This is a temporary page, that will eventually be replaced by the introduction to the sourcebook, but this needs to be on the Wiki whilst its some of the documents are here.
Throughout the sourcebook, I make mention to "Confidence levels" - This is a measure of how close to "canon" an article is.
At the time of writing this, Fallout 3 is a month away from release, and from the official Bethesda boards, its clear that different people have different ideas about what Fallout is, and whether one thing or another is canon, a reasonable development, or a contradiction of canon.
I feel that limiting this to just what was in the games will leave a few holes in the document... Some GMs have the skills and time to patch over holes like that, some don't. Some people hate the idea of any addition to canon, some don't. I'm introducing something here that I hope will provide a useful compromise, and hope that anyone else writing sourcebooks, if they choose not to use this idea, use something similar.
Each article, and in some cases parts of an article, have a confidence rating, in most cases this rating described as a colour. The meanings of each colour is described below. Most I have no intention of using, but are included in order to encourage future writers to use a similar scheme in the future.
If you want to stick purely to canon, this is made clear so you can cut all of the non-canon additions immediately before distributing to players. If you like some, but not all additions, you can pick and choose what you like. If you like all, then great.
Green articles are ones that are purely based on canon. No new facts or ideas are introduced. If you are a player in a campaign, you can reasonably assume anything in a green document applies, unless your GM directly contradicts it. An example of a green statement is "Lynette is the First Citizen of Vault City".
Yellow articles are articles that are based on canon, but attempt to extrapolate a few probabilities in order to inject a bit of flavour, substance and to fill some of the gaps. They do not contradict canon in any way. An example of a Yellow statement is "Lynette was interested in politics from an early age" - There is nothing in game that specifically says this, but as she is said in canon to have no time for anything else but her job (and seemingly no other interests), and many (if not the majority of) people at the highest level of politics show interest in it from childhood, it is a reasonable assumption. Consult with your GM before assuming any of these documents are in.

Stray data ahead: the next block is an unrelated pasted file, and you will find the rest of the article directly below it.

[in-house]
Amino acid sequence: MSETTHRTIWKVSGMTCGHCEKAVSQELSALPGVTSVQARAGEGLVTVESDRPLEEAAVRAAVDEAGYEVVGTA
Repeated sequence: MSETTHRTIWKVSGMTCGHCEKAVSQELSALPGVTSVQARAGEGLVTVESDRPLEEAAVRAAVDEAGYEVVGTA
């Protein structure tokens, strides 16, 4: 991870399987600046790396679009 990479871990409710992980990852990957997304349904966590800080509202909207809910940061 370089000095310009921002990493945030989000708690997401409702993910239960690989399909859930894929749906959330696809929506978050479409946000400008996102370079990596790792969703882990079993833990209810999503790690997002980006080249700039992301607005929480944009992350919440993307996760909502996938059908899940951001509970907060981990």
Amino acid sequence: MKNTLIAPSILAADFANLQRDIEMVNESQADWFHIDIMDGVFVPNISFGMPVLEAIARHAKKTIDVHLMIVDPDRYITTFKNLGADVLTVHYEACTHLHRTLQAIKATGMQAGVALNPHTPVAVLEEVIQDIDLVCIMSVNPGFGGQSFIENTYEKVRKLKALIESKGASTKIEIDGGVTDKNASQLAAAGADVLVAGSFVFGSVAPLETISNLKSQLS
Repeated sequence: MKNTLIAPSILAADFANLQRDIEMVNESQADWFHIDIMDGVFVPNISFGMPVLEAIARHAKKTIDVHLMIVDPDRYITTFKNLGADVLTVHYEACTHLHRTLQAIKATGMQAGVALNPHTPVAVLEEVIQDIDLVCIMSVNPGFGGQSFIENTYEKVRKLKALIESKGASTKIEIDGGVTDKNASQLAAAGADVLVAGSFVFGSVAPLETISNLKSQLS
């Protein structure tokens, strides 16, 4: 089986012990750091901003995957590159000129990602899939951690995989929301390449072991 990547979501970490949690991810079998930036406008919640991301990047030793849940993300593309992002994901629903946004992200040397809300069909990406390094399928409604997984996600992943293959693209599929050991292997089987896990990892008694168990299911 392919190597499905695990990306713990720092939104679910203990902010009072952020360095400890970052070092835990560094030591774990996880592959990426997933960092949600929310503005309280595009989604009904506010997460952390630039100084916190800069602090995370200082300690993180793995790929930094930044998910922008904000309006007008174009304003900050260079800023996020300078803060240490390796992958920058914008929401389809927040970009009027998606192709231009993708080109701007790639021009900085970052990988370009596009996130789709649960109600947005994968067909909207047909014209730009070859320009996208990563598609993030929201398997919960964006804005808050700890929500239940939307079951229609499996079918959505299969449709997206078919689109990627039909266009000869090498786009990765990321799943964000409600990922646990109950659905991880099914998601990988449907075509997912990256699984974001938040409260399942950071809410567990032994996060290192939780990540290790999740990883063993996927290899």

Orange articles are not based on canon. They introduce new ideas and groups, perhaps even people. However, they do not contradict canon, and assume positions that can reasonably be expected to exist. The key example is the "NCR Security Council" introduced in the in-character introduction: Its not mentioned anywhere in game, but the NCR clearly does have a defense establishment, would need to have an equivalent of "Department of State", and intelligence gathering resources... Just as the Real world US government has its National Security Council to unite these resources, its reasonable to expect that the NCR would have a similar organizations. GM's consent should be obtained before using anything rated orange.
Red articles directly contradict canon, or make little to no sense when measured strictly with canon. No red documents are planned for the vault city collection, it is included just in case future writers want to use this category. An example of a red statement is "Lynette's political idol from the old America is Abraham Lincoln" as this would make little sense when compared to her pro-slavery stance. Red documents should only be used if a GM specifically tells you they are in.
Black articles are based on at least one source of canon, but are directly contradicted by another. Again this category is only included in case other writers want to use it in the future. An example of where this may be an issue is the GNN news holodisk found in the Sierra Military Depot; as it is in the game some people may consider it canon; however the Fallout bible series by Chris Avelone catergorise this as non-canon. Black Documents should also only be used if your GM specifically says so.
White articles have no basis in canon at all. They introduce completely new ideas. A White article might be a completely new location that is not referenced in game. Again, this is included for future use, and not the Vault City sourcebook.
Flavour documents are just that, flavour text. They are not intended to be relied upon, but are there just for character and to link the sections. If an article does not have have a confidence ration, assume its flavour text.
What sources are considered canonEdit
I hope that any future sourcebook writers also include what sources they are considering canon/primary sources. For the purposes of this document, Fallout 2 and the Fallout Bibles are the primary sources I'm using since Vault City is only mentioned in these sources. The vault: a fallout wiki of course is being used as a secondary source.